The hallway of the second floor was deep in shadow. The windows at either end admitted some flickering light from the street outside, but no candles had been lit here to alleviate the dark or the cold, because no one was expected to be up here this early.
Like most clubs of its kind, Graham's kept rooms that could be reserved by those who had no wish to bother traveling London's streets to get to their tables. Some gentlemen, in fact, lived almost exclusively at their clubs, either for the convenience of the location, or to avoid the entanglements of hearth and home. Mr.
Fullerton was one of these. Rosalind had bribed Graham's servants for information well before she ever set foot in the club. A glass of gin and a few coins had enabled her to discover that Mr. Fullerton occupied the corner suite on the second floor.
Rosalind kept her gait steady as she moved down the darkened and silent corridor. To look furtive would be the greatest folly. She must act as if she was under orders to be in this exact spot.
She reached the door that should lead to the corner apartment, and stopped in the puddle of orange light that flickered through the arched window.
This point had always been the weakness of the plan and the question for which there was no answer. Was the door locked? It might not be. Mr. Fullerton was in the club, after all, down in the gaming rooms, enjoying the rout and riot. But then, he was a blackmailer and therefore not a trusting soul. If he'd locked his door, then Rosalind would need to find where the housekeepers stored the keys. That would take her into the realm of the servants, which would be risky beyond measure. The masters might all be drunk and distracted
tonight, but their attendants most certainly were not.
But she glanced at the floor and saw a bright line of light gleaming at the level of the carpet. There was a fire in the room. That might mean the door was open, but it also might mean that there was someone in the rooms. Rosalind's heart thumped once, but she did not permit herself to hesitate. She knocked softly, as a servant alerting those within she was about to enter.
There was no answer.
Rosalind's heart thumped again. She closed her hand around the doorknob. It turned, and the door opened quietly. Rosalind resisted the urge to dart inside, and kept her movements sedate, at least until she closed the door behind herself, and drew the bolt.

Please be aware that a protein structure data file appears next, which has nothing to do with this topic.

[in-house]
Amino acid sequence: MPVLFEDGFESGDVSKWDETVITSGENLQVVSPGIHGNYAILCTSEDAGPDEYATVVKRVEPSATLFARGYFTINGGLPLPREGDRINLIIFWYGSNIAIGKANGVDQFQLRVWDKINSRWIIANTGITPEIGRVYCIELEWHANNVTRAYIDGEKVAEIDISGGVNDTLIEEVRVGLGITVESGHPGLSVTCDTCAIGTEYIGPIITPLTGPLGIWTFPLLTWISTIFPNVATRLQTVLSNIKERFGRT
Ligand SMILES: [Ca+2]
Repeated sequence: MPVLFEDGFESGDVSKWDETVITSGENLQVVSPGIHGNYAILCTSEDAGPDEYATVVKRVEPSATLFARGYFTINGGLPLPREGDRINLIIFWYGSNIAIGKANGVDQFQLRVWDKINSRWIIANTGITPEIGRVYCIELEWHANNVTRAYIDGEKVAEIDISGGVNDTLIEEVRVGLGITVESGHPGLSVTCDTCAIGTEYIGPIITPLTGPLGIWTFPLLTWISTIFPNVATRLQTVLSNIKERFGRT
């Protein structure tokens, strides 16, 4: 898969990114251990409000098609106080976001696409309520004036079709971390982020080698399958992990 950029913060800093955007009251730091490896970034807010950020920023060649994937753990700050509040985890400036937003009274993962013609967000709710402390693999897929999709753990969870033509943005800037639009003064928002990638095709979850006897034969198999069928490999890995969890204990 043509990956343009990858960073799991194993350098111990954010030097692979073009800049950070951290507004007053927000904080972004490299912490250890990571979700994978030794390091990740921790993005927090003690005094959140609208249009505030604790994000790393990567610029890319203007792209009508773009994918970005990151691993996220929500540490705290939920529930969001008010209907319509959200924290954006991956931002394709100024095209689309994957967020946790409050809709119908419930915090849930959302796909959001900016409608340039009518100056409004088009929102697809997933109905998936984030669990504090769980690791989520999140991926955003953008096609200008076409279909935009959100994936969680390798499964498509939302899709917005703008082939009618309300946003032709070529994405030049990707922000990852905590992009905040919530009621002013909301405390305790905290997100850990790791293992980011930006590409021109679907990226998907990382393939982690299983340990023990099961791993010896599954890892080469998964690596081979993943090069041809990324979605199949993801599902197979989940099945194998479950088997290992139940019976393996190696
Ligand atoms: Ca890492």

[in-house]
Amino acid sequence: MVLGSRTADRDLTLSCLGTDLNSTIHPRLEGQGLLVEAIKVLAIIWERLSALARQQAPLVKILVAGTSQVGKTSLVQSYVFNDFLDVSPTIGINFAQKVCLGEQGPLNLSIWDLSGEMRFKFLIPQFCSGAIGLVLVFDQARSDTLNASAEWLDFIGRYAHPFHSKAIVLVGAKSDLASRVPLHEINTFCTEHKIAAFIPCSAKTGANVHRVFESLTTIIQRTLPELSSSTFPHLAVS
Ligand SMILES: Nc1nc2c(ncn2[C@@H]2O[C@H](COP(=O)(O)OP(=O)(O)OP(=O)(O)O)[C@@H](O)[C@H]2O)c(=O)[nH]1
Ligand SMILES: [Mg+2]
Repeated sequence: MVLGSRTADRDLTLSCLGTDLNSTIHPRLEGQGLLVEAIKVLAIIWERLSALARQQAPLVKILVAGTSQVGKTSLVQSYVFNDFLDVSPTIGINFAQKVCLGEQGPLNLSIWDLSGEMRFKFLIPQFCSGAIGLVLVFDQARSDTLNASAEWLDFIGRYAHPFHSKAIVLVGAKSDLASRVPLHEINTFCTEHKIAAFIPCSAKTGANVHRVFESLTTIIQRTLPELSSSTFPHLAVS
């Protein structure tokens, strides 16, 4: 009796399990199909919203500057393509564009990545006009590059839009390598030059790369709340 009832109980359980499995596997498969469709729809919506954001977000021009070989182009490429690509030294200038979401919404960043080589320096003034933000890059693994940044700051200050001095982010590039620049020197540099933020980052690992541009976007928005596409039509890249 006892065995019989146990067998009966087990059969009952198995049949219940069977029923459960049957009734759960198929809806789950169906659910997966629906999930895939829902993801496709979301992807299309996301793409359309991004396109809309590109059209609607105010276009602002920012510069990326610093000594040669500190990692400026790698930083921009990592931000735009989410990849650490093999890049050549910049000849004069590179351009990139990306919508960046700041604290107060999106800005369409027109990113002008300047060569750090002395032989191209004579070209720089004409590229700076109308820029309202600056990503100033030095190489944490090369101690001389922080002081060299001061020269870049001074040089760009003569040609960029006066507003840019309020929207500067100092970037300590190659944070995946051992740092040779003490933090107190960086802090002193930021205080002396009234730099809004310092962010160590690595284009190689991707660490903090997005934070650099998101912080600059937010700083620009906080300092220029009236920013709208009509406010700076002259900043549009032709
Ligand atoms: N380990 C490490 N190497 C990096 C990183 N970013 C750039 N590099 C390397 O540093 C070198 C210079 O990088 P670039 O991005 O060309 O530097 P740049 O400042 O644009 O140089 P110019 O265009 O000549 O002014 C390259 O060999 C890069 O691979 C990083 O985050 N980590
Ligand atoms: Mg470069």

He told me he keeps my cameo in the drawer of his bedside table, so that he has it near him always.
Mr. Fullerton would have had no fear of divulging this little detail to Mrs. Devery. A young lady of her class would never be admitted into a gentlemen's club, much less his private rooms. Except for one reason, of course, and Mrs. Devery had been painfully aware of this.
I think...I think he may eventually demand more from me than money.
Mr. Fullerton clearly reveled in his high living, and Rosalind felt certain he must have had these apartments privately furnished. Despite the display of gilt and excess downstairs, Rosalind could not believe that the club provided all its members with such a profusion of silks and velvet, marble tops and painted enamel
A beautiful little marquetry table waited beside a luxuriously curtained bed. Rosalind put her hand to the ornate drawer, and held her breath.
The drawer didn't budge. Mr. Fullerton, it seemed, was not entirely careless.
Rosalind bit her lip and quickly reached into her work bag to pull out the sandalwood letter opener she'd brought against this possibility. Rosalind had been gently reared, but some of that gentle upbringing had included a girls' boarding school, a place where one might gain experience with all manner of petty larcenies.
Rosalind's hands had not lost their touch, and Mr. Fullerton's drawer proved no more difficult than the headmistress's desk had. When she slid it open, she found half a dozen articles of jewelry in that drawer. Rosalind saw a garnet ring, a pearl collar, and a figured brooch. Mrs. Devery had clearly not been Fullerton's only victim.
There were also several packets of letters tied in silk ribbon.
Did you send him any letters? Rosalind had asked Mrs. Devery. Any at all, even a brief note?
No. I did not. Everything was communicated through my old nurse. She is still as sharp as she ever was, and...is sincerely attached to me.